Research the company that you desire to be an intern for?
Always research the companies you want to work for and of course the company that you are interning for. Research, so that you know their culture, values and goals. If their values are not in tune with what you want then be aware when you go on that interview. Also, this helps when they ask you about how you feel about their company, goals and the work that they have done in the past. You will be able to give them an answer versus looking like you didn’t do your research.
Realize that you should not accept a position out of desperation.
Never accept an internship out of desperation! I repeat, NEVER accept a PR internship out of desperation. In most cases if you felt that they did not live up to your expectations but you just had to have the experience you will be very unhappy at that internship. I know that nothing is perfect; however, you do want to make sure you choose the best opportunity for you. Once upon a time I accepted an internship because I was desperate, and guess what? I quit! I wasn’t happy, I got bored and the supervisor was not the right supervisor for me! There is nothing worse than not liking or being happy with the work that you do.
Don’t be afraid to use that interview as a networking opportunity?
If you go on an internship interview, take the time to grill them, ask them questions. Just as they are interviewing you, you are interviewing them! If you are not truly interested in the internship ask them questions that will allow them to provide you with other information that might be able to direct you to a better opportunity for you. A question such as “Who are you major competitors?” so you can see if they are hiring and apply for an internship with them. The questions are endless, you just need to be innovative and work to get the info that you want. Also, it doesn’t hurt to just be honest with them.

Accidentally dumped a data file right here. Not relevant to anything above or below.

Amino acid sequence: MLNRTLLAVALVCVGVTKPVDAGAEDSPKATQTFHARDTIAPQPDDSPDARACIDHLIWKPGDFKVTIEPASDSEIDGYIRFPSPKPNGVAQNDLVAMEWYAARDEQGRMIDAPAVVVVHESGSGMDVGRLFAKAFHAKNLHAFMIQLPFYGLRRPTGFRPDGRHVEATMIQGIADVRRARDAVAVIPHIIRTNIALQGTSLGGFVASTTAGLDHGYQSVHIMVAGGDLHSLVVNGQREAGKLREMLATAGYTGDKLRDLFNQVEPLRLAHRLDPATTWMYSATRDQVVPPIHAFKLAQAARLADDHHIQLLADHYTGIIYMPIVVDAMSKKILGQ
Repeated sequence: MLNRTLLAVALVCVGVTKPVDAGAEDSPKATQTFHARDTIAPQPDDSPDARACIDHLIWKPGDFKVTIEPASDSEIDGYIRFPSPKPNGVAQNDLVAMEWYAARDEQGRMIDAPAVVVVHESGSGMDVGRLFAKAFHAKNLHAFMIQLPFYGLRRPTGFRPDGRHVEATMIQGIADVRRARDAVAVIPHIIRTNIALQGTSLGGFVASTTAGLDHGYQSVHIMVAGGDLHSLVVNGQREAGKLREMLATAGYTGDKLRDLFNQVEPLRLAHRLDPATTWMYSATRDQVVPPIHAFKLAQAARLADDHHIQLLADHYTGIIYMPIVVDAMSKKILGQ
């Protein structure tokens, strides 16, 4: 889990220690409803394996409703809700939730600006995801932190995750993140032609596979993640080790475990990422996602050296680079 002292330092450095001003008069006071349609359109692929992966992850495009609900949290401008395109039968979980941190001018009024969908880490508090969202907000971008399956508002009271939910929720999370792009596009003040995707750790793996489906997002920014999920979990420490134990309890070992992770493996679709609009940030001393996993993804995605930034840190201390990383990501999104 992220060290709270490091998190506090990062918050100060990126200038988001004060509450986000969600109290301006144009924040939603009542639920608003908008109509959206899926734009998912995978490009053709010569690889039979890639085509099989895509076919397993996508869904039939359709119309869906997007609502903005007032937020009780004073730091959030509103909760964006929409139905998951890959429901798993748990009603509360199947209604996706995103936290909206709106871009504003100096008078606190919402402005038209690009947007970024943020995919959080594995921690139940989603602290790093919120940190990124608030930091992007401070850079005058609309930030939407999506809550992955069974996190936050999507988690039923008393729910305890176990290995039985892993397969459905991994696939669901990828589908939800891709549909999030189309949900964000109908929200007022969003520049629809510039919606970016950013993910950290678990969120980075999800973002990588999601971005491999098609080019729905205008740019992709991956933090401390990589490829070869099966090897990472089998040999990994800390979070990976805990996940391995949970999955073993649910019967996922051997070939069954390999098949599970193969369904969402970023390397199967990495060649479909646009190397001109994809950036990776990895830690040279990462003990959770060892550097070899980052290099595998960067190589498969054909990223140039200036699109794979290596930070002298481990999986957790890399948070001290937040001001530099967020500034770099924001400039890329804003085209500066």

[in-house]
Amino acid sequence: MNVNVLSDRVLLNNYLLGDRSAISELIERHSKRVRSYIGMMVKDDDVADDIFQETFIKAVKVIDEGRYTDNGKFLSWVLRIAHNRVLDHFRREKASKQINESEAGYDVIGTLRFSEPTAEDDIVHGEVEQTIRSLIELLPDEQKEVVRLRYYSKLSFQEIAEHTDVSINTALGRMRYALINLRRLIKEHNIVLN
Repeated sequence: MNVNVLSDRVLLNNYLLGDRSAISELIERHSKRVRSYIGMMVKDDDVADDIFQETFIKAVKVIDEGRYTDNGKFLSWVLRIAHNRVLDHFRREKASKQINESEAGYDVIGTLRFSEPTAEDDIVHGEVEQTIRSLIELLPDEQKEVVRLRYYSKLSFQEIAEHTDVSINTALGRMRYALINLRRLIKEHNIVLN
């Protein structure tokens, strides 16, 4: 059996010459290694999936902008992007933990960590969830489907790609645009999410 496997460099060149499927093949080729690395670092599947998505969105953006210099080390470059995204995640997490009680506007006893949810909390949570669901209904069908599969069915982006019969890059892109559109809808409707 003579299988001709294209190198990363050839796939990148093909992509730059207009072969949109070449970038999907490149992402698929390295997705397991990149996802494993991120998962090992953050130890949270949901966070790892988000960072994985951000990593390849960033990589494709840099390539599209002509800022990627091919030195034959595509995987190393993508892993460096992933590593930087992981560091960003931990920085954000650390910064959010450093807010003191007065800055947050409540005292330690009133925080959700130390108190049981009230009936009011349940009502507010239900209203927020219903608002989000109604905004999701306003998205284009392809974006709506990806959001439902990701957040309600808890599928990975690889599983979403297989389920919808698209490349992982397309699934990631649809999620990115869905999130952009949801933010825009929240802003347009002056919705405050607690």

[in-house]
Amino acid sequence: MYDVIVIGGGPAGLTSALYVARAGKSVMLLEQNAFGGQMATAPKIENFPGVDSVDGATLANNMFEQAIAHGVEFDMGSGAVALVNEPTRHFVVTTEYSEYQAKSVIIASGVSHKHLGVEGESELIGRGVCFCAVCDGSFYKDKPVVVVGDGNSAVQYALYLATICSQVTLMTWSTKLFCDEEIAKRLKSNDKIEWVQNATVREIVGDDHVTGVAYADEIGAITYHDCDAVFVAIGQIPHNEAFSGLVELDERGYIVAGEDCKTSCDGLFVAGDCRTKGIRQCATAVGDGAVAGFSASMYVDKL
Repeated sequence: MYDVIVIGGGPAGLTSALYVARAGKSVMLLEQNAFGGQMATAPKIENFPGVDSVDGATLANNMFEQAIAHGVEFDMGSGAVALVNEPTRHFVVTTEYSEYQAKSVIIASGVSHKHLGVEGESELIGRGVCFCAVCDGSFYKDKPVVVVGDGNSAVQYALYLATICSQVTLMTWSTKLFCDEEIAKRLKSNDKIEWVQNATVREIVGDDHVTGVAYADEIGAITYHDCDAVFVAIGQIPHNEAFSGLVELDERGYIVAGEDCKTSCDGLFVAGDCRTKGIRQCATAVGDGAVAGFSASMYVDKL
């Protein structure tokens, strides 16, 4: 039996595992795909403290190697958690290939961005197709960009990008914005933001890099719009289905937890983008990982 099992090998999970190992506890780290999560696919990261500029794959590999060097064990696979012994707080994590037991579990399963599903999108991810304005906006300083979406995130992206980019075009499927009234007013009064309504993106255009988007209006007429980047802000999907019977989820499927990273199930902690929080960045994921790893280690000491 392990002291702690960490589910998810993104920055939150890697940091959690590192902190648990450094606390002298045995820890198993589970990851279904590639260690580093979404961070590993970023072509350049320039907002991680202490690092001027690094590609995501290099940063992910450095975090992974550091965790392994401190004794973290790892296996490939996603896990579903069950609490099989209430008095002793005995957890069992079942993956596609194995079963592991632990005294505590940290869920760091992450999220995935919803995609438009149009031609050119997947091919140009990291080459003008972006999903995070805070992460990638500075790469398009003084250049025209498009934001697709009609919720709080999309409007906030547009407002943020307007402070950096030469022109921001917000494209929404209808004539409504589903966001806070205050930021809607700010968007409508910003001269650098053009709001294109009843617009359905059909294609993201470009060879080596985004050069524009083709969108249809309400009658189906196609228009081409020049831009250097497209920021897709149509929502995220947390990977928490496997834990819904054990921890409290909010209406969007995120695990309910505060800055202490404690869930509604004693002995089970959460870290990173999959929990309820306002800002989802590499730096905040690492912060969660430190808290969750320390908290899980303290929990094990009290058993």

Be honest with what you expect from you internship and if your desires are not met, ask them if they can help you achieve the goals that you desire to accomplish.
You should go into each internship knowing what you want to learn and knowing what they can teach you. A good way to do this is by looking at the job description for a PR job that you want. Make sure that you learn everything in that job description list, while at your internship. So, that if another job like that comes around you will be able to apply and have a chance of getting the job. If your internship is not meeting your needs ask them to teach you more. Or you can say what I said “I don’t feel like I am learning enough from this internship, I want more of a challenge?” It worked for me and they exposed me to information they never imagined sharing with other interns in the past.
I have applied all of these guidelines at all of my pr internships. I have decided to leave internships because I did not feel comfortable in the culture of the company. I have also quit internships because I was not conformable with the way my supervisor communicated with me. You should never feel belittled, used or under appreciated, because you are most likely working for free! Communicate with your supervisors and let them know how you feel about certain things. This is not to say that you mustn’t have tough skin, especially in PR as you do need it, it’s just to remind you that you are human and they need to be aware of this as well. I hope these guidelines will help you determine which pr internship is the best one for you. Just remember to know what you want, don’t be afraid to ask for it , be ready to work exceptionally hard for it, and have tough skin. It’s a rough road, but when you start to see the fruits of your labor, you will be very happy and proud that you made those decisions. Don’t forget, Public Relations is about communication. Use all of my tips above and god luck on your perfect internship search!
By: Amber Bernard